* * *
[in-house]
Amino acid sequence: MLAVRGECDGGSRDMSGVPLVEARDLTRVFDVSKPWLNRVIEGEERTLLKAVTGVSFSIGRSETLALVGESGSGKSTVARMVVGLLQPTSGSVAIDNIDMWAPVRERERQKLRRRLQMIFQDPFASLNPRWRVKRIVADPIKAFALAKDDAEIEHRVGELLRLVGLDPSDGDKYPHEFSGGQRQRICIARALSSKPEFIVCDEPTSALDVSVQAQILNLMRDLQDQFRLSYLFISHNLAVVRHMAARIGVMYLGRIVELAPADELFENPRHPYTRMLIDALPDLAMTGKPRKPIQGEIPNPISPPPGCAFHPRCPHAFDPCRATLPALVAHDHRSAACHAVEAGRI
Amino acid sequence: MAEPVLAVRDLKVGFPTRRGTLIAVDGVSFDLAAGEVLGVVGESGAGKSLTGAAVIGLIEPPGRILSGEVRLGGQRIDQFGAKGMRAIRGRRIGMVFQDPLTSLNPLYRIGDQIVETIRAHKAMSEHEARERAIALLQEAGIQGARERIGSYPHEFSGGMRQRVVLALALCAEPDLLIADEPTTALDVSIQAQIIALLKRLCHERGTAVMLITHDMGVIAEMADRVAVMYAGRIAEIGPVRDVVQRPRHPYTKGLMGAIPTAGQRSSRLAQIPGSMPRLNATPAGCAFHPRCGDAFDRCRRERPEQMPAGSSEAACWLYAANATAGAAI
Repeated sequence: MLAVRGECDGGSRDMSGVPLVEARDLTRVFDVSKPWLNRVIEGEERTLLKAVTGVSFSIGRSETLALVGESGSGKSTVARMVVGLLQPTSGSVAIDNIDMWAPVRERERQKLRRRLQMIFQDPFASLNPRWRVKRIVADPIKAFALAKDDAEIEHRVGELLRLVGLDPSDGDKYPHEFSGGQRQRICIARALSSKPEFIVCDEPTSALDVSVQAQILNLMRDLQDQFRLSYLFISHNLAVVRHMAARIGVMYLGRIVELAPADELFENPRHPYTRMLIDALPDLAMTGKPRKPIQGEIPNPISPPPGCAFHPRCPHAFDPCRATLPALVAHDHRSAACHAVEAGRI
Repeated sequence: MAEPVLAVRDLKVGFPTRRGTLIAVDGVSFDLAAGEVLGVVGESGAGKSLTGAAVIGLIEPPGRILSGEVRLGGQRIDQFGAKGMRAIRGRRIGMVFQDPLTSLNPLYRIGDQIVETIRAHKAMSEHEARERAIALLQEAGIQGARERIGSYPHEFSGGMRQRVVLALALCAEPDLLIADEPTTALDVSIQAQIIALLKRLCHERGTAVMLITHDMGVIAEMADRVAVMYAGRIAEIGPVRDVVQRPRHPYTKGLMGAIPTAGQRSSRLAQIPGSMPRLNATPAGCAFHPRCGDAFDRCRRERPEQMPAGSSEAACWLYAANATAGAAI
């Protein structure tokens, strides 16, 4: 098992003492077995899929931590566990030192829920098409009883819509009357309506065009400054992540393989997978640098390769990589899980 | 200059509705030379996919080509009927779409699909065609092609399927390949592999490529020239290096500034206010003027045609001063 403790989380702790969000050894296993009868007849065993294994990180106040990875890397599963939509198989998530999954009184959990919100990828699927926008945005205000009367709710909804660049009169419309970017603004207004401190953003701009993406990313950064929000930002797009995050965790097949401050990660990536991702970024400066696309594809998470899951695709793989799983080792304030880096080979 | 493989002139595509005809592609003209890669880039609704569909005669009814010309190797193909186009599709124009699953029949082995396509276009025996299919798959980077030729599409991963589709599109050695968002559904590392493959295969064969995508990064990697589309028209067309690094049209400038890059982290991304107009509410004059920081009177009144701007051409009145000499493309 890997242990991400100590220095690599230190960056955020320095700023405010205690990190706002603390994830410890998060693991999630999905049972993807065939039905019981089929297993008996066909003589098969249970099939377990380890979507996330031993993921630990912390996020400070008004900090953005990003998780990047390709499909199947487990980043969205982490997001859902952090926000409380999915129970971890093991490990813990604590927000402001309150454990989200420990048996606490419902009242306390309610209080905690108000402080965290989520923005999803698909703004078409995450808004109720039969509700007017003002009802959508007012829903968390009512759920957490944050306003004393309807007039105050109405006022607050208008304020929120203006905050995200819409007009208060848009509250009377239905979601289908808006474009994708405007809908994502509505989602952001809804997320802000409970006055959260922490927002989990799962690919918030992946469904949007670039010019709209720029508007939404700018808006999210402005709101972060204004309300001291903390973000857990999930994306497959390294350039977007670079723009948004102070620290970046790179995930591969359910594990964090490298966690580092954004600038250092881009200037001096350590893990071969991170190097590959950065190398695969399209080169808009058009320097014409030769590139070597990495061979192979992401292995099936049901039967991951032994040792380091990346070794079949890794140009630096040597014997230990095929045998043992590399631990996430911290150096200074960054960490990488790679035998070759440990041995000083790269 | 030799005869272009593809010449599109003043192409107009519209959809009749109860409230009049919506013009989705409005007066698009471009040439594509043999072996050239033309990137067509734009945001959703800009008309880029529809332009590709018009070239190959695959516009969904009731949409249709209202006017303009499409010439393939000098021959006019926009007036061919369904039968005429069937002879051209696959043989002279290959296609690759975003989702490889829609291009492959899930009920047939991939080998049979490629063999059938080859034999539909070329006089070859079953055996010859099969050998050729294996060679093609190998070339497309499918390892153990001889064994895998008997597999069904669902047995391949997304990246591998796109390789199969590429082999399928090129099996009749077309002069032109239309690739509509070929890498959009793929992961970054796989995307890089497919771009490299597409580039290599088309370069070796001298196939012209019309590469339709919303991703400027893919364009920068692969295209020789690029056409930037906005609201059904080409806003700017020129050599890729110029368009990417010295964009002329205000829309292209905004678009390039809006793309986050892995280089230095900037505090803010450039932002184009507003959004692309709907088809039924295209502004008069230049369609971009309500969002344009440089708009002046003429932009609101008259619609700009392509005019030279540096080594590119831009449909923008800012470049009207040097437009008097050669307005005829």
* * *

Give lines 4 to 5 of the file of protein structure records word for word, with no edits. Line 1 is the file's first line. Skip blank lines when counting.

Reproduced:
Repeated sequence: MLAVRGECDGGSRDMSGVPLVEARDLTRVFDVSKPWLNRVIEGEERTLLKAVTGVSFSIGRSETLALVGESGSGKSTVARMVVGLLQPTSGSVAIDNIDMWAPVRERERQKLRRRLQMIFQDPFASLNPRWRVKRIVADPIKAFALAKDDAEIEHRVGELLRLVGLDPSDGDKYPHEFSGGQRQRICIARALSSKPEFIVCDEPTSALDVSVQAQILNLMRDLQDQFRLSYLFISHNLAVVRHMAARIGVMYLGRIVELAPADELFENPRHPYTRMLIDALPDLAMTGKPRKPIQGEIPNPISPPPGCAFHPRCPHAFDPCRATLPALVAHDHRSAACHAVEAGRI
Repeated sequence: MAEPVLAVRDLKVGFPTRRGTLIAVDGVSFDLAAGEVLGVVGESGAGKSLTGAAVIGLIEPPGRILSGEVRLGGQRIDQFGAKGMRAIRGRRIGMVFQDPLTSLNPLYRIGDQIVETIRAHKAMSEHEARERAIALLQEAGIQGARERIGSYPHEFSGGMRQRVVLALALCAEPDLLIADEPTTALDVSIQAQIIALLKRLCHERGTAVMLITHDMGVIAEMADRVAVMYAGRIAEIGPVRDVVQRPRHPYTKGLMGAIPTAGQRSSRLAQIPGSMPRLNATPAGCAFHPRCGDAFDRCRRERPEQMPAGSSEAACWLYAANATAGAAI